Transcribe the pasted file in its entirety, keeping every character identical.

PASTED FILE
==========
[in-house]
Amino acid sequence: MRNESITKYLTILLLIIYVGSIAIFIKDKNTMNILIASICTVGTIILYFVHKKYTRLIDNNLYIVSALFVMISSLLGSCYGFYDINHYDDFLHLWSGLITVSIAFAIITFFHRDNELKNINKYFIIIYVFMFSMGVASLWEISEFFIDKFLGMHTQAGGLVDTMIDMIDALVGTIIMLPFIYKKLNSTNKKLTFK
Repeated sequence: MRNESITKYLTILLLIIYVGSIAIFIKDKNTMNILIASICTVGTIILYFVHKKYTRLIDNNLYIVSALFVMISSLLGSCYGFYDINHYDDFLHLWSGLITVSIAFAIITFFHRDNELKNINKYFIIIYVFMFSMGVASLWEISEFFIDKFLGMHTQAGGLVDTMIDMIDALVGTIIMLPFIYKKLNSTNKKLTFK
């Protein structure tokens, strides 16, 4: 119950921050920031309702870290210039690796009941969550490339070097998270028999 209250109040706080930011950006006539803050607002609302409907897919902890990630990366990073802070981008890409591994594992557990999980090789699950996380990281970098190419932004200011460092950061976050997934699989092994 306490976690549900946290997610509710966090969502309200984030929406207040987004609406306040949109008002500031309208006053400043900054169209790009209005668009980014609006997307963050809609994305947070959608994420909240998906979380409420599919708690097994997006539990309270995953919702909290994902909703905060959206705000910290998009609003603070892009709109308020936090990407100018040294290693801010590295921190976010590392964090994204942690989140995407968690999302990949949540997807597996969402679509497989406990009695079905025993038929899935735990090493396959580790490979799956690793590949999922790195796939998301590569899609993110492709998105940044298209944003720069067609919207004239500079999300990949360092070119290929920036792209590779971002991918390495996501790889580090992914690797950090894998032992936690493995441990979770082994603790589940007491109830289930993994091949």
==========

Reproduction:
[in-house]
Amino acid sequence: MRNESITKYLTILLLIIYVGSIAIFIKDKNTMNILIASICTVGTIILYFVHKKYTRLIDNNLYIVSALFVMISSLLGSCYGFYDINHYDDFLHLWSGLITVSIAFAIITFFHRDNELKNINKYFIIIYVFMFSMGVASLWEISEFFIDKFLGMHTQAGGLVDTMIDMIDALVGTIIMLPFIYKKLNSTNKKLTFK
Repeated sequence: MRNESITKYLTILLLIIYVGSIAIFIKDKNTMNILIASICTVGTIILYFVHKKYTRLIDNNLYIVSALFVMISSLLGSCYGFYDINHYDDFLHLWSGLITVSIAFAIITFFHRDNELKNINKYFIIIYVFMFSMGVASLWEISEFFIDKFLGMHTQAGGLVDTMIDMIDALVGTIIMLPFIYKKLNSTNKKLTFK
């Protein structure tokens, strides 16, 4: 119950921050920031309702870290210039690796009941969550490339070097998270028999 209250109040706080930011950006006539803050607002609302409907897919902890990630990366990073802070981008890409591994594992557990999980090789699950996380990281970098190419932004200011460092950061976050997934699989092994 306490976690549900946290997610509710966090969502309200984030929406207040987004609406306040949109008002500031309208006053400043900054169209790009209005668009980014609006997307963050809609994305947070959608994420909240998906979380409420599919708690097994997006539990309270995953919702909290994902909703905060959206705000910290998009609003603070892009709109308020936090990407100018040294290693801010590295921190976010590392964090994204942690989140995407968690999302990949949540997807597996969402679509497989406990009695079905025993038929899935735990090493396959580790490979799956690793590949999922790195796939998301590569899609993110492709998105940044298209944003720069067609919207004239500079999300990949360092070119290929920036792209590779971002991918390495996501790889580090992914690797950090894998032992936690493995441990979770082994603790589940007491109830289930993994091949």